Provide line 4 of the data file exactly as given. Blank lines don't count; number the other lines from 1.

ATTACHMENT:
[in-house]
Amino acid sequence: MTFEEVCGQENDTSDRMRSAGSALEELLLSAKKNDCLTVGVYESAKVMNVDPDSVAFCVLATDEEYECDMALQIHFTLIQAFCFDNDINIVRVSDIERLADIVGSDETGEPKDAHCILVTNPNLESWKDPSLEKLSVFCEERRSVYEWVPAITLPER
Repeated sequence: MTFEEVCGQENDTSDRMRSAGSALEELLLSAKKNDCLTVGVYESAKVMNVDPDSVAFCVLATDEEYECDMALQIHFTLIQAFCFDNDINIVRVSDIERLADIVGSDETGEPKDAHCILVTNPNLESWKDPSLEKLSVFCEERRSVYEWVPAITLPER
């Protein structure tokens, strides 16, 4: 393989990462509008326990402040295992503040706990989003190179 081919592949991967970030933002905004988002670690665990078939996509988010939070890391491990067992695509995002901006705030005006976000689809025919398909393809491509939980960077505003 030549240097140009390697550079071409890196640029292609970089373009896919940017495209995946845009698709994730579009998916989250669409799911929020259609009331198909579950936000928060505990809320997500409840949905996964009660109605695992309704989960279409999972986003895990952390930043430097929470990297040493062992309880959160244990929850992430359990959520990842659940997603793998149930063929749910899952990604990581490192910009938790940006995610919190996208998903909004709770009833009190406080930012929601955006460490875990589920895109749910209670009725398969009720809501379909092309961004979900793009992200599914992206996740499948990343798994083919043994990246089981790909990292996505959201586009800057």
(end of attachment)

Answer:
């Protein structure tokens, strides 16, 4: 393989990462509008326990402040295992503040706990989003190179 081919592949991967970030933002905004988002670690665990078939996509988010939070890391491990067992695509995002901006705030005006976000689809025919398909393809491509939980960077505003 030549240097140009390697550079071409890196640029292609970089373009896919940017495209995946845009698709994730579009998916989250669409799911929020259609009331198909579950936000928060505990809320997500409840949905996964009660109605695992309704989960279409999972986003895990952390930043430097929470990297040493062992309880959160244990929850992430359990959520990842659940997603793998149930063929749910899952990604990581490192910009938790940006995610919190996208998903909004709770009833009190406080930012929601955006460490875990589920895109749910209670009725398969009720809501379909092309961004979900793009992200599914992206996740499948990343798994083919043994990246089981790909990292996505959201586009800057």